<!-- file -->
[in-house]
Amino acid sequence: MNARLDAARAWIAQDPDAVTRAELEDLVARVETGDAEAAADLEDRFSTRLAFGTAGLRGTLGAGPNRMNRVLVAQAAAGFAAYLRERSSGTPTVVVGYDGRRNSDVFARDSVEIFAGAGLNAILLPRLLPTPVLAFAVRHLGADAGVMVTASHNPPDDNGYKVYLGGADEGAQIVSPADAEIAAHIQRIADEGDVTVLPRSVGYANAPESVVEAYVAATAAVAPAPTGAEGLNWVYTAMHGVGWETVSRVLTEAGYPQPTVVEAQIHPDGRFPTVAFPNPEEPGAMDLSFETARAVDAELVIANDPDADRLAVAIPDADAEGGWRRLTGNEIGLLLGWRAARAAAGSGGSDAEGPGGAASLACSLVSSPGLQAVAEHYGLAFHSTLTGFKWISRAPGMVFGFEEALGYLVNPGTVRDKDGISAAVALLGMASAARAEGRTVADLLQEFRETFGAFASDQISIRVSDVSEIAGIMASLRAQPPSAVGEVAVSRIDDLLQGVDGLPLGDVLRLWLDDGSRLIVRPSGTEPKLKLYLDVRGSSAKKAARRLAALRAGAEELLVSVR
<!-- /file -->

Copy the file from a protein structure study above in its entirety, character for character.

[in-house]
Amino acid sequence: MNARLDAARAWIAQDPDAVTRAELEDLVARVETGDAEAAADLEDRFSTRLAFGTAGLRGTLGAGPNRMNRVLVAQAAAGFAAYLRERSSGTPTVVVGYDGRRNSDVFARDSVEIFAGAGLNAILLPRLLPTPVLAFAVRHLGADAGVMVTASHNPPDDNGYKVYLGGADEGAQIVSPADAEIAAHIQRIADEGDVTVLPRSVGYANAPESVVEAYVAATAAVAPAPTGAEGLNWVYTAMHGVGWETVSRVLTEAGYPQPTVVEAQIHPDGRFPTVAFPNPEEPGAMDLSFETARAVDAELVIANDPDADRLAVAIPDADAEGGWRRLTGNEIGLLLGWRAARAAAGSGGSDAEGPGGAASLACSLVSSPGLQAVAEHYGLAFHSTLTGFKWISRAPGMVFGFEEALGYLVNPGTVRDKDGISAAVALLGMASAARAEGRTVADLLQEFRETFGAFASDQISIRVSDVSEIAGIMASLRAQPPSAVGEVAVSRIDDLLQGVDGLPLGDVLRLWLDDGSRLIVRPSGTEPKLKLYLDVRGSSAKKAARRLAALRAGAEELLVSVR